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British Library puts 1,200 of its most valuable literary treasures online

This undated image made available by The British Library in London, Friday, May 16, 2014, shows Charlotte Bronte's earliest known effort at writing, a short story written for Anne, the baby of the family. It it also the first of the little books made by the Bronte children and, as such, it does not reach the level of technical sophistication that they were later to achieve. The writing is a clumsy longhand, there is no title page or contents list and no attempt is made to imitate magazine format. The British Library is putting hundreds of its most valuable literary resources online, from the Bronte sisters’ childhood writings to William Blake’s notebook. (AP Photo/The British Library)

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This undated image made available by The British Library in London, Friday, May 16, 2014, shows Charlotte Bronte's earliest known effort at writing, a short story written for Anne, the baby of the family. It it also the first of the little books made by the Bronte children and, as such, it does not reach the level of technical sophistication that they were later to achieve. The writing is a clumsy longhand, there is no title page or contents list and no attempt is made to imitate magazine format. The British Library is putting hundreds of its most valuable literary resources online, from the Bronte sisters’ childhood writings to William Blake’s notebook. (AP Photo/The British Library)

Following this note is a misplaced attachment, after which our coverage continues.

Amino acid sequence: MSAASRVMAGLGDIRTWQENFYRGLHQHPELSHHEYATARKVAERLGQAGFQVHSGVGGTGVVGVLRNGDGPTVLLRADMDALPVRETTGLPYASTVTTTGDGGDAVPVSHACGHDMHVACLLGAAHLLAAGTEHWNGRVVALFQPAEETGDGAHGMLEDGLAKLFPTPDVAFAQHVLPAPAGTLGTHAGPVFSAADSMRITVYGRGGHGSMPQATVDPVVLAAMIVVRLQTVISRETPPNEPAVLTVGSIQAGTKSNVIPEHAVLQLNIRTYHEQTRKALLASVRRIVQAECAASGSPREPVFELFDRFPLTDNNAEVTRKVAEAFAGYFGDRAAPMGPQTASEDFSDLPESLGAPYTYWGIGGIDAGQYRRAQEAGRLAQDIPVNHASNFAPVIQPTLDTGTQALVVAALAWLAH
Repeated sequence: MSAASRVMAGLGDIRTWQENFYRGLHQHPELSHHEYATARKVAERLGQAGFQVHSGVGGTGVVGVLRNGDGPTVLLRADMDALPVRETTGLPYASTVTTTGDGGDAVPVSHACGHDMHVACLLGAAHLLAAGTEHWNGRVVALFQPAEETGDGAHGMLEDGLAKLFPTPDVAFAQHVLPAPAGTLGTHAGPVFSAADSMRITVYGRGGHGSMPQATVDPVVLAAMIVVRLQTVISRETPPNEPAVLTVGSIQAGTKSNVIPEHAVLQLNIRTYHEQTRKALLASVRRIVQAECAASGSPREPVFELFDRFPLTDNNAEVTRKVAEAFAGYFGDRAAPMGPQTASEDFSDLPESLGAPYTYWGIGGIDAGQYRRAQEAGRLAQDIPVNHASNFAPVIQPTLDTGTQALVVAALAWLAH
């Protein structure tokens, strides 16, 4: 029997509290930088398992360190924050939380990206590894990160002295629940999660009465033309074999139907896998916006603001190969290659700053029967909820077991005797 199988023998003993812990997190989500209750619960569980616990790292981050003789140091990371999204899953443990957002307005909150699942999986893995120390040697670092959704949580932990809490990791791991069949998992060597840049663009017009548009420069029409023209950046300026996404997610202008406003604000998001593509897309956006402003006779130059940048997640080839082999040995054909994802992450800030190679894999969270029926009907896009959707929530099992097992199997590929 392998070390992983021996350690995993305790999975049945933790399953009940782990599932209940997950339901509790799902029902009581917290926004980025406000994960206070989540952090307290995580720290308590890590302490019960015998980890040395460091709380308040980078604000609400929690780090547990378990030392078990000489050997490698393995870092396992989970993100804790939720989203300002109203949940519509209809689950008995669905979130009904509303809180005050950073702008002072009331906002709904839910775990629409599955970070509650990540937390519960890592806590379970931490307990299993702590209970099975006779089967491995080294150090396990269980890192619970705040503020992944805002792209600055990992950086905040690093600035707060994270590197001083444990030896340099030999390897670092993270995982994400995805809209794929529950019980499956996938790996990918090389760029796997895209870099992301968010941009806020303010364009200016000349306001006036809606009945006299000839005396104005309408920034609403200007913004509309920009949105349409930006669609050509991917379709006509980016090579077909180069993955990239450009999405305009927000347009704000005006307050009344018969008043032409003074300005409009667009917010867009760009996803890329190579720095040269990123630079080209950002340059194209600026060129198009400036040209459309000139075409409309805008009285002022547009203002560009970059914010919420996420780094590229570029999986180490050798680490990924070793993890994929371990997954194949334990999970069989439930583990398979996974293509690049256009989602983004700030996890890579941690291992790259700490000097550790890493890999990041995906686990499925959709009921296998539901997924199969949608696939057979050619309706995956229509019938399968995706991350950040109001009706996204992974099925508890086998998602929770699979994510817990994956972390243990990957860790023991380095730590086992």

LONDON - Hundreds of the British Library's most valuable literary resources, from the Bronte sisters' earliest writings and drawings to an early draft of Oscar Wilde's "The Importance of Being Earnest," have been posted online.

The library's new website, unveiled Friday, features digital versions of 1,200 handwritten manuscripts, diaries and letters from Romantic and Victorian writers including Charles Dickens, William Wordsworth and Jane Austen.

Among the highlights is an 1826 miniature book containing a short story illustrated by tiny drawings by Charlotte Bronte for her younger sister Anne. The book is Charlotte's earliest known effort at writing, and contains signs that the Bronte children were beginning to invent their adventure stories together.

Other items include William Blake's notebook containing his drawings and drafts for poems like "The Tyger" and "The Chimney Sweeper," and a lock of Percy Bysshe Shelley's hair.

There are also notes belonging to Austen detailing other people's opinions of her writing, including one peer describing "Pride and Prejudice" as "downright nonsense."

The collection also features original documents from the time the authors lived in — such as newspaper clippings and an 1838 theatre playbill for "Oliver Twist" — to bring the period to life for readers.

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Online: http://www.bl.uk/discovering-literature

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